Archive for the ‘pollinators’ Category

From PestNet

FEBRUARY 17, 2021

Neonicotinoid pesticide residues found in Irish honey

by Thomas Deane, Trinity College Dublin

Credit: CC0 Public Domain

Researchers from Trinity and Dublin City University found that Irish honey contained residues of neonicotinoid insecticides.

Neonicotinoids are the most widely used group of insecticides globally, used in plant protection products to control harmful insects.

Neonicotinoids are systemic pesticides. Unlike contact pesticides, which remain on the surface of the treated parts of plants (e.g. leaves), systemic pesticides are taken up by the plant and transported throughout its leaves, flowers, roots and stems, as well as incorporated into pollen and nectar.

In the European Union, their use is now restricted due to concerns about risks to bees and other non-target organisms. At the time of sampling for this study, their use was still approved in Ireland for certain agricultural crops.

Key findings

  • Of 30 honey samples tested, 70% contained at least one neonicotinoid compound
  • Almost half (48%) the samples contained at least two neonicotinoids
  • Exposure to pesticides does not just occur in agricultural settings
  • This research for the first time has identified the presence of clothianidin, imidacloprid and thiacloprid in Irish honey from a range of hive sites across a range of land use types
  • The proportion and concentration of neonicotinoids in honeys from both agricultural and urban habitats, compared with semi-natural or other land covers, suggests that exposure of bees to neonicotinoids can potentially occur in a variety of environments

Residue levels were below the admissible limits for human consumption according to current EU regulations, and thus pose no risk to human health.

However, the average concentration of one compound (imidacloprid) was higher than concentrations that have been shown in other studies to induce negative effects on honey and bumble bees.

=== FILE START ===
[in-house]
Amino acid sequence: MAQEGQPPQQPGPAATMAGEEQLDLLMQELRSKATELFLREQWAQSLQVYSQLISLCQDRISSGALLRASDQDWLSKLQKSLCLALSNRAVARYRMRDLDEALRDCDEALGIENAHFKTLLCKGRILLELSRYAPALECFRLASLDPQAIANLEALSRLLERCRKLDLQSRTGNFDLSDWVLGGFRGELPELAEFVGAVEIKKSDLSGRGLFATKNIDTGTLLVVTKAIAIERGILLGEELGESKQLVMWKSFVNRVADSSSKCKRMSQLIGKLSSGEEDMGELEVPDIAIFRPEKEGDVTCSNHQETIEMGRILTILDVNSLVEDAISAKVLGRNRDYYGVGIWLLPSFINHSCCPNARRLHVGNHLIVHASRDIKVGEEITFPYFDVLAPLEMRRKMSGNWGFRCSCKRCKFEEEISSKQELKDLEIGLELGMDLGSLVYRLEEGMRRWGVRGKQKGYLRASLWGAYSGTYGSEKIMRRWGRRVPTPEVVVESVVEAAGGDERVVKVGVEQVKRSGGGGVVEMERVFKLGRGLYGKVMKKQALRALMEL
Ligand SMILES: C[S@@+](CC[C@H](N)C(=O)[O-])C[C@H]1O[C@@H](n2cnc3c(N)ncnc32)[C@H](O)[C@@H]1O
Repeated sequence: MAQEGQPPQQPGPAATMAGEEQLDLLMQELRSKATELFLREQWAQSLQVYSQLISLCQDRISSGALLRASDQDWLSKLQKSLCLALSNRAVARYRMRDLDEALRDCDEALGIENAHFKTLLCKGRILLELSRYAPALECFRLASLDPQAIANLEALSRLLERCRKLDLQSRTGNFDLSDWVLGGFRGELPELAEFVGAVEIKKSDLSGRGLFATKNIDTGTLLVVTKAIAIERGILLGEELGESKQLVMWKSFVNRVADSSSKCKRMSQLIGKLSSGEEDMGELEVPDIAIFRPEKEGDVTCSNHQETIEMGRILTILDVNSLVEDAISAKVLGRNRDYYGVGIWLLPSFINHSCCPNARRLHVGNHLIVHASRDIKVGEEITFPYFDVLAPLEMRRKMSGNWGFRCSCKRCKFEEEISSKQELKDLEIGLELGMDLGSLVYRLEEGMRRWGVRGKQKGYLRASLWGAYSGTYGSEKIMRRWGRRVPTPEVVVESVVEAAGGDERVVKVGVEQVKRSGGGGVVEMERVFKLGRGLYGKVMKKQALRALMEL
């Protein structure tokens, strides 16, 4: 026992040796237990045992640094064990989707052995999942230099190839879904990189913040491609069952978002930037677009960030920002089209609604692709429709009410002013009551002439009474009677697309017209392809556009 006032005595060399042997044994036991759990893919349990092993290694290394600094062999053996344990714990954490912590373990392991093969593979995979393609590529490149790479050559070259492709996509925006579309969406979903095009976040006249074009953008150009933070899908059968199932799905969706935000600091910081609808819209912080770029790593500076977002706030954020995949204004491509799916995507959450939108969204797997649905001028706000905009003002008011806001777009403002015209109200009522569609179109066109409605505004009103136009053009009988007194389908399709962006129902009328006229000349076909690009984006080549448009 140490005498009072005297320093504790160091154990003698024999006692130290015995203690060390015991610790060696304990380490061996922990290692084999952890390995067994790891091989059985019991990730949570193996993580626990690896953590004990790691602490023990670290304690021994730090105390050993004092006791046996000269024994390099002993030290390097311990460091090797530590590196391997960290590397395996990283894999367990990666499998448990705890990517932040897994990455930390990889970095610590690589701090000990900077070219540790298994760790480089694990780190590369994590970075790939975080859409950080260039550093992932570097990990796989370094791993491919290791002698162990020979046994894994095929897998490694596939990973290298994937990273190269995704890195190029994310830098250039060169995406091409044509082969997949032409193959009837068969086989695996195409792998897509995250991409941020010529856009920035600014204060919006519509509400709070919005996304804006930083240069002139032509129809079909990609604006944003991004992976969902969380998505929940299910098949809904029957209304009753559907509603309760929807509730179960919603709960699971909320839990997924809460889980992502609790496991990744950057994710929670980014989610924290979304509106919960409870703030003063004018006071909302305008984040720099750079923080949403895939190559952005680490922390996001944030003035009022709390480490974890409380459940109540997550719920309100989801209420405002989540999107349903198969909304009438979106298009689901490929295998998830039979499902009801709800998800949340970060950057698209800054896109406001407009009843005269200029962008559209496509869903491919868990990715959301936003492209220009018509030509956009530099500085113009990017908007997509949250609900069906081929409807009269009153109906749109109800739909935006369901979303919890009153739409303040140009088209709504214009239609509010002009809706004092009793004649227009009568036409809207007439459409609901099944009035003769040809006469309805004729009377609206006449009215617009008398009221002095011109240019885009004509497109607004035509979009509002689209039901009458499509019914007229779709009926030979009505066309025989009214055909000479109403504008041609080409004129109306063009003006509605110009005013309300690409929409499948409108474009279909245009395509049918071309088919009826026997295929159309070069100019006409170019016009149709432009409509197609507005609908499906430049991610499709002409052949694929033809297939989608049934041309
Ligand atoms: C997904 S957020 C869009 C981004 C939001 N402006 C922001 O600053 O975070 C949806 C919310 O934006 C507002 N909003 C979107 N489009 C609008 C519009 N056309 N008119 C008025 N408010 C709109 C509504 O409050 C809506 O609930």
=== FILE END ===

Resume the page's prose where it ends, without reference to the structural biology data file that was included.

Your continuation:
Dr. Saorla Kavanagh, lead author on the study, currently working at the National Biodiversity Data Centre, said: “Given that these compounds have been shown to have adverse effects on honey bees, wild bees, and other organisms, their detection in honey is of concern, and potential contamination routes should be explored further.”

Professor Jane Stout, from Trinity’s School of Natural Sciences, said: “These results suggest that bees and other beneficial insects are at risk of exposure to contaminants in their food across a range of managed habitats—not just in agricultural settings. And even though we found residues at low concentrations, prolonged exposure to sublethal levels of toxins can cause effects that are still not fully understood by scientists or regulators. Therefore, we shouldn’t relax restrictions on their use.”

Dr. Blánaid White, DCU, said: “Our findings are consistent with others from outside Ireland, and neonicotinoids unfortunately seem to be ubiquitous in honeys worldwide. It’s reassuring that residues do not exceed safe levels, but it is an important warning that neonicotinoids should not be reintroduced into Irish environments, as they could potentially cause health or environmental concerns.”

Explore furtherOn balance, some neonicotinoid pesticides could benefit bees: study

Provided by Trinity College Dublin

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The Role of Niche Complementarity in Pollinator Agricultural Management and Crop Production

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Agrilinks Team

Nov 30, 2020

photograph of pollinator
Photo Credit: Ersin Aslan

This post is written by Katie James, PhD Research Student, Natural Resources Institute, University of Greenwich, U.K.

The role of pollinator diversity in crop production